Commiphora africana

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Fruit and leaves
© Bart Wursten

Local names:
Afrikaans (harige kanniedood), Amharic (anqa), Arabic (angka,gafal), English (poison-grub commiphora,African myrrh,corkwood), French (myrrhe africaine), Somali (dabba'un'un,hammes-sagara), Swahili (mponda,mkororo,mbambara,mturituri,mtwitwi), Tigrigna (an

Commiphora africana is a small tree, sometimes reaching 10 m but usually not more than 5 m high. It can be recognized unmistakably from a distance by its outline--a spherical top and a short trunk with low branches. Crown is rounded, with the branches ascending and then curving downwards. Many of the branchlets end in spines. The bark is grey-green, sometimes shiny, peeling in membranous scales; slash red, pleasantly scented, exuding a clear gum. Has a creeping root system that spreads several metres around the tree. 

Leaves trifoliate, leaflets cuneate at the base and with irregular and bluntly toothed margins, waxy grey-green above with a sparse covering of hairs, lighter in colour and more densely hairy below, up to 4 x 2.5 cm, the middle leaflet larger than laterals.

Flowers in axillary clusters of 4-10; petals 4, red, not fused, but forming a tube about 6 mm long.

Fruits reddish, 6-8 mm across but sometimes larger, almost stalkless, made up of a tough outer layer, which splits when ripe to reveal a hard, furrowed stone embedded in a red, resinous flesh. 

The generic name ‘Commiphora’ is based on the Greek words ‘kommi’ (gum) and ‘phero’ (to bear). The specific name simply means African.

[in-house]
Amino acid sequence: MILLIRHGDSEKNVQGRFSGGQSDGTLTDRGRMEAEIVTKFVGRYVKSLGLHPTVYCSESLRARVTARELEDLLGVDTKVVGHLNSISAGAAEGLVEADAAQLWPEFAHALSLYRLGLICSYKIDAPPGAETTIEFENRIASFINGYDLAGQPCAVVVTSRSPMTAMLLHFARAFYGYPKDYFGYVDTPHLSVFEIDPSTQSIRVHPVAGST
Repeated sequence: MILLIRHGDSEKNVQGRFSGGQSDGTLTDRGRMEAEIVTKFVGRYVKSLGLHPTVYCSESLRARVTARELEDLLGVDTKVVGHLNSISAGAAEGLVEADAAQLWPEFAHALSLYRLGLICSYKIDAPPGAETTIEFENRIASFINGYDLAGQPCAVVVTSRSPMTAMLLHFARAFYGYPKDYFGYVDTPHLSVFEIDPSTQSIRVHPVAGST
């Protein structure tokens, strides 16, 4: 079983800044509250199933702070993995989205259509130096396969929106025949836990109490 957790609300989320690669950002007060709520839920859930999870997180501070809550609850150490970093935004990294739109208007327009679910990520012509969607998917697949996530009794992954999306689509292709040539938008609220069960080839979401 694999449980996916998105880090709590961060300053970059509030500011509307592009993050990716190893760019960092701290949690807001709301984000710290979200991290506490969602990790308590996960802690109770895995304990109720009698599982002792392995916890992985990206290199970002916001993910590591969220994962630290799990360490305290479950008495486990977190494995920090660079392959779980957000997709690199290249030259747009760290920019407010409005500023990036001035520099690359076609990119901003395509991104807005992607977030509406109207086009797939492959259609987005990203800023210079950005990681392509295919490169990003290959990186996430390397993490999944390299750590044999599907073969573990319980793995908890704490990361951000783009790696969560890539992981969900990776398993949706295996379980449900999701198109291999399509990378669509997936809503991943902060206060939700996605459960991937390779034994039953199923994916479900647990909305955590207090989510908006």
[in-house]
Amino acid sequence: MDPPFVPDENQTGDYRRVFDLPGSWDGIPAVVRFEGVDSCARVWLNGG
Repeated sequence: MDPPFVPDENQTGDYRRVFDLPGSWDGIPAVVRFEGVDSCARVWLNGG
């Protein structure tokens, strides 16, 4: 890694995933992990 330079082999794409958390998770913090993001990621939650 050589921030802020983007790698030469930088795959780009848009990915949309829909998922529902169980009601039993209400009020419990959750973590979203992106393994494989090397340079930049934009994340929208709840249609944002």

A widespread species, although its range and ecology is somewhat obscured by taxonomic confusion. It is common in Acacia-Commiphora bushland and is normally found in dry savannahs and in the Sahel.

Native range
Angola, Botswana, Burkina Faso, Chad, Eritrea, Ethiopia, Kenya, Mali, Mauritania, Mozambique, Namibia, Niger, Senegal, Somalia, South Africa, Sudan, Swaziland, Tanzania, Uganda, Zambia, Zimbabwe

Seed storage behaviour appears to be orthodox. Seeds should be stored dry.

A widespread species, although its range and ecology is somewhat obscured by taxonomic confusion. It is common in Acacia-Commiphora bushland and is normally found in dry savannahs and in the Sahel.

Easy to propagate with cuttings.

  Roots of young plants are juicy with a mildly sweet taste and can be chewed. The gum is also eaten; the bark is brewed to make a red tea.

The leaves are browsed by livestock, especially camels and goats, at the end of the dry season when the tree comes into leaf. C. africana is of outstanding importance for many nomadic herdsmen in the northern parts of the Sahel.

Timber:  Wood is used for house building, headrests, stools, milk containers and wooden spoons. Stems are utilized as toothbrushes.

Medicine:  Fruits are chewed or pounded and used against toothache and diseases of the gum. 

Gum or resin:  Gum extracted from the stem is used in making arrows.

C. africana is particularly suitable for planting for live fences and hedges.